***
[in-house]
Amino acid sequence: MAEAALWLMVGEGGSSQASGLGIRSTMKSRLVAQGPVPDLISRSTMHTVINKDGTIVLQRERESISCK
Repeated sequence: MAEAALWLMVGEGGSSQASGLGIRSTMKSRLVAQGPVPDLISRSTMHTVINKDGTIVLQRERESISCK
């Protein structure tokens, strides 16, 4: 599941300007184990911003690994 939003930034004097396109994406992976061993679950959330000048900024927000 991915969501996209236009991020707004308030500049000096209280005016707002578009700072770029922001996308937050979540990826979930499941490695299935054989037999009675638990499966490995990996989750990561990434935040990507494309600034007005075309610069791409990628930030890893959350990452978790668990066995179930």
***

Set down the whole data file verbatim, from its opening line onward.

[in-house]
Amino acid sequence: MAEAALWLMVGEGGSSQASGLGIRSTMKSRLVAQGPVPDLISRSTMHTVINKDGTIVLQRERESISCK
Repeated sequence: MAEAALWLMVGEGGSSQASGLGIRSTMKSRLVAQGPVPDLISRSTMHTVINKDGTIVLQRERESISCK
């Protein structure tokens, strides 16, 4: 599941300007184990911003690994 939003930034004097396109994406992976061993679950959330000048900024927000 991915969501996209236009991020707004308030500049000096209280005016707002578009700072770029922001996308937050979540990826979930499941490695299935054989037999009675638990499966490995990996989750990561990434935040990507494309600034007005075309610069791409990628930030890893959350990452978790668990066995179930």